• worsening of psoriasis (thickened patches of red skin)





your skin or the whites of your eyes turning yellow (jaundice),
increase in liver enzymes, hepatitis
changes in blood sugar levels
feeling unreal or strange (depersonalisation); seeing or hearing
things that are not there (hallucinations).

Very rare side effects
These may affect up to one in 10,000 people:
• feeling restless, aggressive
• sensing or believing things that are not true (delusions); severe
suspiciousness (paranoia).
Other side effects
Other side effects have occurred in a small number of people but their
exact frequency is unknown:
• thoughts of harming or killing themselves while taking Zyban or
soon after stopping treatment (see section 2, What you need to
know before you take Zyban). If you have these thoughts, contact
your doctor or go to a hospital straight away
• loss of contact with reality and unable to think or judge clearly
(psychosis); other symptoms may include hallucinations and/or
delusions.
• reduced number of red blood cells (anaemia), reduced number of
white blood cells (leucopenia) and reduced number of platelets
(thrombocytopenia).
Effects of giving up smoking
People who stop smoking are often affected by nicotine withdrawal.
This can also affect people taking Zyban. Signs of nicotine withdrawal
include:
• difficulty in sleeping
• tremor or sweating
• feeling anxious, agitated or depressed, sometimes with thoughts of
suicide.
Talk to your doctor if you have any concerns about how you feel.
Reporting of side effects
If you get any side effects, talk to your doctor, pharmacist or nurse.
This includes any possible side effects not listed in this leaflet.
You can also report side effects directly via the Yellow Card Scheme
at: www.mhra.gov.uk/yellowcard.
By reporting side effects, you can help provide more information on the
safety of this medicine.
5. How to store Zyban
Keep this medicine out of the sight and reach of children.
Do not use this medicine after the expiry date which is stated on the
pack. The expiry date refers to the last day of that month.
Do not store this medicine above 25°C.
Store it in the original package.
Do not throw away medicines via wastewater or household waste. Ask
your pharmacist how to throw away medicines you no longer use.
These measures will help to protect the environment.
If your tablets become discoloured or show any signs of deterioration,
return to your pharmacist who will advise you.
6. Contents of the pack and other information
What Zyban contains
Each tablet contains 150 mg bupropion hydrochloride.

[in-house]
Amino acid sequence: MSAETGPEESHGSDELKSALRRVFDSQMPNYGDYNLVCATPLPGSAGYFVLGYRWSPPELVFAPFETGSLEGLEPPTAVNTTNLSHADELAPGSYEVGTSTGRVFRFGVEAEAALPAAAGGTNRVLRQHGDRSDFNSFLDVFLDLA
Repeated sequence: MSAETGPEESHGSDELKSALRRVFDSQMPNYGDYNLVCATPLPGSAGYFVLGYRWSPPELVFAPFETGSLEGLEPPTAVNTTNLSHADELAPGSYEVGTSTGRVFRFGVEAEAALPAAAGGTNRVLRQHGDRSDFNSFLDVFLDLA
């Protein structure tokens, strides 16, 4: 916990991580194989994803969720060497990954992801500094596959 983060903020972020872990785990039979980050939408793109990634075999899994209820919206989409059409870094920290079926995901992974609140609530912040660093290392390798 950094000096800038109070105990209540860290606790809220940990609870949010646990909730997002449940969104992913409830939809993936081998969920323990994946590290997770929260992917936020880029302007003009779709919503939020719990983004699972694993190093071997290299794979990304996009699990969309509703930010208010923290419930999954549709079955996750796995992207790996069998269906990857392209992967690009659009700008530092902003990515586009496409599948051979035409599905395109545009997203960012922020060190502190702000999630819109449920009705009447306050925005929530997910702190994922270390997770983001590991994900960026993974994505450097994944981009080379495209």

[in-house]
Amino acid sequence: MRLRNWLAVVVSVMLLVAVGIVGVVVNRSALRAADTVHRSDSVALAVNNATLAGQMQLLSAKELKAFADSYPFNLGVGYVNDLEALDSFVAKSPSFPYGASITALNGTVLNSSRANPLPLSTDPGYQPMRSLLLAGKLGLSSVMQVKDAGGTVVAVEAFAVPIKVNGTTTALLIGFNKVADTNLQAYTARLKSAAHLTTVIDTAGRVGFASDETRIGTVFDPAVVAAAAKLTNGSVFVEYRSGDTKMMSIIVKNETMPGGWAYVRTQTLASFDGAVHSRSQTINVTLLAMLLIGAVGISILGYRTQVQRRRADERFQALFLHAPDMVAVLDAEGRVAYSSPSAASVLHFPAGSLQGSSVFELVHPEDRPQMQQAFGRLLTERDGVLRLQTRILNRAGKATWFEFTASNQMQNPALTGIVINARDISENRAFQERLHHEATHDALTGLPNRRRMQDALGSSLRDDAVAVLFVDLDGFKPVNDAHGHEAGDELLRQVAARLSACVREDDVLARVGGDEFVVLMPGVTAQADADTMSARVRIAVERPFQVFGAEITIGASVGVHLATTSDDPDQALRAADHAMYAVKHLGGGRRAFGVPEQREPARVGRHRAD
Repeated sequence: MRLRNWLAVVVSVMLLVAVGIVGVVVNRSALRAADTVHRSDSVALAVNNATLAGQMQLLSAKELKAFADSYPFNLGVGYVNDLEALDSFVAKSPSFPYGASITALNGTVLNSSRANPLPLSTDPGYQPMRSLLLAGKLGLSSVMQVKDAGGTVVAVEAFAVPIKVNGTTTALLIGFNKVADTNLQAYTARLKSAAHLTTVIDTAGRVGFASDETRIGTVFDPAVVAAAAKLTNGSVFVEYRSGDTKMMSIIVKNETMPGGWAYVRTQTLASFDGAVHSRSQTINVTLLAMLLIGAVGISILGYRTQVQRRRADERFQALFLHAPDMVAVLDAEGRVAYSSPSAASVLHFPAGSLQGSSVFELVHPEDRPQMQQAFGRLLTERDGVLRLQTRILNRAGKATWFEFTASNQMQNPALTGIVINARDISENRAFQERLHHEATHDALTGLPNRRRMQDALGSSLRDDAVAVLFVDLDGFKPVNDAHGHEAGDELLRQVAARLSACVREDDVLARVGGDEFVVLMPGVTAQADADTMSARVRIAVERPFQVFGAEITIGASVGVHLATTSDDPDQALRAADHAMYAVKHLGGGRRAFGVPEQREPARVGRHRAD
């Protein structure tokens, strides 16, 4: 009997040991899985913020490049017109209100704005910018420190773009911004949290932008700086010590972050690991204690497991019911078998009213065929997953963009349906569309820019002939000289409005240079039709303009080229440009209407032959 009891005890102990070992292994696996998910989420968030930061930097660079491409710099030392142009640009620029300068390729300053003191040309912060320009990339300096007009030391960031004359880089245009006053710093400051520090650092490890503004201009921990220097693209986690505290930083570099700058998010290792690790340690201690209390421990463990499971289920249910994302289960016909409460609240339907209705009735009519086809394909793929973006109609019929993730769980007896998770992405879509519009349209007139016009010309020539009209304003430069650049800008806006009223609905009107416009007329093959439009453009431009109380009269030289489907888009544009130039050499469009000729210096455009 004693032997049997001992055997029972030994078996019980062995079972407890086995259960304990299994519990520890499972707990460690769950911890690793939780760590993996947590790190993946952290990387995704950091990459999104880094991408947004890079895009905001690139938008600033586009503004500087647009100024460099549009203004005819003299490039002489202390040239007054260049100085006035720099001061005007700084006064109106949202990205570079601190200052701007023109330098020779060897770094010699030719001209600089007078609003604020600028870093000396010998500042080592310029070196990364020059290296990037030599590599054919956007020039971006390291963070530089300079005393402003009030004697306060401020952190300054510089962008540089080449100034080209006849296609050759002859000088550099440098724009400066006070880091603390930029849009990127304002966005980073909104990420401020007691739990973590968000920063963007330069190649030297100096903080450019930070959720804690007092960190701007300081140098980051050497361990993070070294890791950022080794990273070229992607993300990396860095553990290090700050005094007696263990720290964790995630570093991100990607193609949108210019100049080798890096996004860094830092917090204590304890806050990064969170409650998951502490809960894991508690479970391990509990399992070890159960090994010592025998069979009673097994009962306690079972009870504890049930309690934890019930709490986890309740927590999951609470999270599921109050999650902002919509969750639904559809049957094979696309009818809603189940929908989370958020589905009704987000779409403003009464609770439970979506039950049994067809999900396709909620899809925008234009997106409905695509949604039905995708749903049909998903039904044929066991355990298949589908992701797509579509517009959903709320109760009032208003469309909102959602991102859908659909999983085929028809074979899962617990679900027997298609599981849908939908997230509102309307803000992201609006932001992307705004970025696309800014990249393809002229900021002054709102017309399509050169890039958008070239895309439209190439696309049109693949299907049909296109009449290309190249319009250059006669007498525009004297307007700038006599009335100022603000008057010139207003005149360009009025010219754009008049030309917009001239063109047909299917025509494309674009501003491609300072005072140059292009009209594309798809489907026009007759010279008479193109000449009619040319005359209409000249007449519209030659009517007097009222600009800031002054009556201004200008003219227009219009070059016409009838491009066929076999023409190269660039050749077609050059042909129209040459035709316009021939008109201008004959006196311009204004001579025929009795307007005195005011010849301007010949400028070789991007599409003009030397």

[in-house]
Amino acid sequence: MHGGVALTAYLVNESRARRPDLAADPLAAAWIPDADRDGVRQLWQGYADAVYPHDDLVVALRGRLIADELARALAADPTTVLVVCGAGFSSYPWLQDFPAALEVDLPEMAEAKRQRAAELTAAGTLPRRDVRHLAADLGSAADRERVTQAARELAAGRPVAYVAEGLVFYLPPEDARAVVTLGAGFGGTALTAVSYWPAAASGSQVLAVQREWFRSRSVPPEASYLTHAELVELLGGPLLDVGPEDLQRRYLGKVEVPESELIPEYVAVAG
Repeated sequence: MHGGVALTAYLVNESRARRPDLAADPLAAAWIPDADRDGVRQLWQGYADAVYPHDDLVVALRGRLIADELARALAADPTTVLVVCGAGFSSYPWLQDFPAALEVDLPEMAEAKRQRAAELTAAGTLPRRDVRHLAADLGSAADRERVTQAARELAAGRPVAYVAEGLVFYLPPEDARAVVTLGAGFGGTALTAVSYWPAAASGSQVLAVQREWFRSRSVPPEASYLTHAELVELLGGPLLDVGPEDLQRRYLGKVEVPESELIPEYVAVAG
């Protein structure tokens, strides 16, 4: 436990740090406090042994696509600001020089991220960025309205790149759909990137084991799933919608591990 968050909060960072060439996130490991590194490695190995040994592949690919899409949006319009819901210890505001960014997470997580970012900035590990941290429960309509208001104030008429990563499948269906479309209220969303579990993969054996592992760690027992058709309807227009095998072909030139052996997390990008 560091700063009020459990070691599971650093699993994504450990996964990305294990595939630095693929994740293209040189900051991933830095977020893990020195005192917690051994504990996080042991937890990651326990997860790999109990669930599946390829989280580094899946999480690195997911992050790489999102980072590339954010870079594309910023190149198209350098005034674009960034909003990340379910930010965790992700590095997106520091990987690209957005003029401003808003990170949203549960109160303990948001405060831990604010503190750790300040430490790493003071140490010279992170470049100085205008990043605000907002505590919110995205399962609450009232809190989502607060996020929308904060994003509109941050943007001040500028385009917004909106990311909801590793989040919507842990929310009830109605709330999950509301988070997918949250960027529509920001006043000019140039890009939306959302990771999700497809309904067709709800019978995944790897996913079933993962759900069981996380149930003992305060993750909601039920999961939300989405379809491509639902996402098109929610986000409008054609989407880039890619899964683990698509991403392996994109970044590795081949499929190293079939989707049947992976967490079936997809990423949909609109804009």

The other ingredients are:
microcrystalline cellulose, hypromellose, cysteine hydrochloride
monohydrate, magnesium stearate, titanium dioxide (E171),
macrogol 400, carnauba wax, black ink (purified water, iron oxide
black (E172), isopropyl alcohol, propylene glycol (E1520),
hypromellose (2910 6cP (E464)).
What Zyban looks like and contents of the pack
Zyban 150 mg tablets are white, film-coated, biconvex, round tablets
imprinted with ‘GX CH7’ in black ink on one side and plain on the
reverse.
They are available in cartons of 30 and 60 tablets.
Manufacturer: GlaxoSmithKline Pharmaceuticals S.A.,
Grunwaldzka, Poznan, Poland.
Procured within the EU.
Product Licence holder: Ecosse Pharmaceuticals Limited,
3 Young Place, East Kilbride G75 0TD.
Re-packaged by: Munro Wholesale Medical Supplies Limited,
3 Young Place, East Kilbride G75 0TD.
PL 19065/0486

POM

This leaflet was approved 17/06/2015
E0486/1
Useful contacts
A number of organisations exist that can offer support now that you
have decided to stop smoking. Contact details of some of these
organisations are given below:
NHS Stop Smoking Service - http://smokefree.nhs.uk
Action on Smoking and Health (ASH)
http://www.ash.org.uk
QUIT - http://www.quit.org.uk

Zyban® is a registered trade mark of GSK Group of companies

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Source: Medicines and Healthcare Products Regulatory Agency

Disclaimer: Every effort has been made to ensure that the information provided here is accurate, up-to-date and complete, but no guarantee is made to that effect. Drug information contained herein may be time sensitive. This information has been compiled for use by healthcare practitioners and consumers in the United States. The absence of a warning for a given drug or combination thereof in no way should be construed to indicate that the drug or combination is safe, effective or appropriate for any given patient. If you have questions about the substances you are taking, check with your doctor, nurse or pharmacist.